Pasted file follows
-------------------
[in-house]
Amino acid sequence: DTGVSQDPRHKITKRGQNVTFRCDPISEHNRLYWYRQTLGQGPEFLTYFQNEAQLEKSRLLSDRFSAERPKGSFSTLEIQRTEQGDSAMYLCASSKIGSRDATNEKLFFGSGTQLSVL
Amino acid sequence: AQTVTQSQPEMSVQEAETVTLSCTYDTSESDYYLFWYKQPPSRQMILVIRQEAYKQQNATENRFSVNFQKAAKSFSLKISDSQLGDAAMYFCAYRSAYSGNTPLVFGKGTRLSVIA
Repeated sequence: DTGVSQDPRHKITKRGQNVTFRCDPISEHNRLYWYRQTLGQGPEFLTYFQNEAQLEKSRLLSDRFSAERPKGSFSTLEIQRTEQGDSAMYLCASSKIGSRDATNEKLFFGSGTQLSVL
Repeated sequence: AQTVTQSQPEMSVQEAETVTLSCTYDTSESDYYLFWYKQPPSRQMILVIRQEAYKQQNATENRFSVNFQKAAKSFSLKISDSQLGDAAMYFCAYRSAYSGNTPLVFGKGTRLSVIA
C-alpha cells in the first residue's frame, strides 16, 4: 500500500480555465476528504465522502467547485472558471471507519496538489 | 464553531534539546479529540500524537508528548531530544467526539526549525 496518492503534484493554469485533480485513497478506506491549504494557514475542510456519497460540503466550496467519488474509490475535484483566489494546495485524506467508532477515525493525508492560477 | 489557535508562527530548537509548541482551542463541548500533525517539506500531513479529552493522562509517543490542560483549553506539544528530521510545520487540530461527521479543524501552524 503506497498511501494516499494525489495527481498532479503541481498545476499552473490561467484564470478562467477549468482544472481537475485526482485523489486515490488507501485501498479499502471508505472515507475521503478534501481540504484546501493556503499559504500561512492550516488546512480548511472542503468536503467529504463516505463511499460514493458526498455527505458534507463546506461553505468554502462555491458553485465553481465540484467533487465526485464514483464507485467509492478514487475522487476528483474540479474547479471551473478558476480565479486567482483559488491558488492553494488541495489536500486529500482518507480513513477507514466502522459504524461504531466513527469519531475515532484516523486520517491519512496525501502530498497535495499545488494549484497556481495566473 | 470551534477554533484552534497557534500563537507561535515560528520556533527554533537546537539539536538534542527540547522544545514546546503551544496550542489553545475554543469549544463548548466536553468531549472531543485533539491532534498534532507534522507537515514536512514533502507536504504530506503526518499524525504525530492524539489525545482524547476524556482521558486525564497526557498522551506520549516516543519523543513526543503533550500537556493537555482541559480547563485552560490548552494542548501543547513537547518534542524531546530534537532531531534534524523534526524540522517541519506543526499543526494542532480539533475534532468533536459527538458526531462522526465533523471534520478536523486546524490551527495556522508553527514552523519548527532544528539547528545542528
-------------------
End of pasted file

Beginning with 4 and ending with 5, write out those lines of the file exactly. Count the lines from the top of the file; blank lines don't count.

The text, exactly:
Repeated sequence: DTGVSQDPRHKITKRGQNVTFRCDPISEHNRLYWYRQTLGQGPEFLTYFQNEAQLEKSRLLSDRFSAERPKGSFSTLEIQRTEQGDSAMYLCASSKIGSRDATNEKLFFGSGTQLSVL
Repeated sequence: AQTVTQSQPEMSVQEAETVTLSCTYDTSESDYYLFWYKQPPSRQMILVIRQEAYKQQNATENRFSVNFQKAAKSFSLKISDSQLGDAAMYFCAYRSAYSGNTPLVFGKGTRLSVIA